If You’re Going to be a Syrian Lesbian Blogger, Please Don’t Be a Weiner

I have been really chewing on this post for a few days now.  There are just so many good lessons here for bloggers in general, but especially for the small business blog or even the entrepreneur’s blog.

Blogging got such a great B-6 shot in the arm this past Sunday with an awesome spotlight on CBS’ Sunday Morning (can I get an Amen, Srinivas Rao – he’s 5:58 into this video), I found it hard to let the week go by without bringing to light some very important lessons learned from a seemingly Syrian Lesbian blogger and a completely clueless Congressman.

Are You Kidding Me? You’re Not a Syrian?

It started when said Congressman used his Twitter account to send out a very special photo to someone who was not his wife.  Apparently, he needed more “exposure” and went about sending a few “raw” photos out to some of his “key” constituents.  When the photo hit, and Weiner became “exposed”, he of course felt violated and said his account had been hacked.  We all know how this story ends, or rather how it might end. 

Fast forward a week and we hear about a Syrian Lesbian blogger who has been kidnapped. She was forcibly taken from her home and her fans were of course rightly worried and starting to form campaigns for her release.  Very quickly the world realizes that Amina is really Tom and Paula, with whom Amina conversed quite a bit and who was also a Lesbian blogger, was in actuality Bill, a retired US Air Force Pilot from Ohio.

Tom McMasters is a grad student living in Scotland, but originally from the US.  His main motivation for this incredible hoax? Vanity.  He wanted people to tell him that he was a good writer. He wanted to develop his writing skills; posing as a Syrian Lesbian really pushed him.

“I also had the thing that I like to write, and my own vanity is … if you want to compliment me, tell you like my writing … That’s how to make me happy.”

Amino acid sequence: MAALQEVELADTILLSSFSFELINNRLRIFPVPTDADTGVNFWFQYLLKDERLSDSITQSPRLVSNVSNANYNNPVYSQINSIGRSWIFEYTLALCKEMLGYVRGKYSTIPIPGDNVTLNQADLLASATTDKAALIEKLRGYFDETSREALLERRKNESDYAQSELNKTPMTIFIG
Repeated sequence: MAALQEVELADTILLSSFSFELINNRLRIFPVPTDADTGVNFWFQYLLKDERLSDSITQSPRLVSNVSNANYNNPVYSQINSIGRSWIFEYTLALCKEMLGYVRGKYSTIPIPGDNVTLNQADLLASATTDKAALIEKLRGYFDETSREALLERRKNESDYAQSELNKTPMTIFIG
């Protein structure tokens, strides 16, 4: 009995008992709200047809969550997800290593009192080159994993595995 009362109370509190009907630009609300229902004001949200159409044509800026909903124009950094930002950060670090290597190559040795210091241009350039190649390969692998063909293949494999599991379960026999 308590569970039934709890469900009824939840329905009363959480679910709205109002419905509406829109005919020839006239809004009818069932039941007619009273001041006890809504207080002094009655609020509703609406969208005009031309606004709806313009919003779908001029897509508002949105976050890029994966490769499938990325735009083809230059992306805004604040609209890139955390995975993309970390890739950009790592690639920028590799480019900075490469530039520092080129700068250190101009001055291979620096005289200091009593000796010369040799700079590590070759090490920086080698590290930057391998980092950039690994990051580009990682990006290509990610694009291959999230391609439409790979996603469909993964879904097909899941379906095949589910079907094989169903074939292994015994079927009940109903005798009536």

Vanity and Other Reasons NOT to Blog

If you’re going to blog for your business, please know and understand your motivations and make sure they line up with your overall business goals.  I think I write this or say this statement almost daily.  In both of these examples, one Twitter and the other a blog, both ‘owners’ of their space acted out of vanity.

They did not act based on the needs of their ‘constituents’ or ‘followers’.  They were purely and simply motivated by vanity.  However, their colossal failures offer some great parameters for small business owners or community managers tasked with blogging and social engagement:

  1. Be who you say you are.  No one wants to be duped.  NO ONE.
  2. What are your client’s issues?  When you know those, go about the business of finding solutions or options for them. Write about that.
  3. When you engage with your customers, clients or followers, do it as if you’re face to face with them.  Use your manners.  Don’t drop your pants, or take off your shirt to show off your ‘pecs’, or lie to them.  It’s a turn off.
  4. Speak for yourself.  We may all support the plight of others or want to help in some small way.  Join a tweet-a-thon, highlight the cause in a blog post, but don’t pretend to be the very person you’re trying to help.  Use your voice to help, not theirs.
  5. Know what you know and be who you are.  Don’t pretend to know more than you do about a topic.  Your clients will get so much more excited about your true breadth of knowledge than the pretend one that doesn’t get them anywhere.
  6. When you go on holiday, please just put a sign on the door or ask for guest posters from your community of followers and commenters.  Don’t have yourself kidnapped.  It’s just so messy to clean up.
  7. Start your blog for the right reasons, not for vanity.

 

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  1. […] I’m restless, antsy, on edge, and trying to maintain balance as we all worry if we’re a Syrian Lesbian Blogger or Weiner? (Wanted to send a bit of link love to the best headline of the […]

  2. […] If You’re Going to be a Syrian Lesbian Blogger, Please Don’t Be a Weiner – by Erica Allison, allisondevelopmentgroup.com […]


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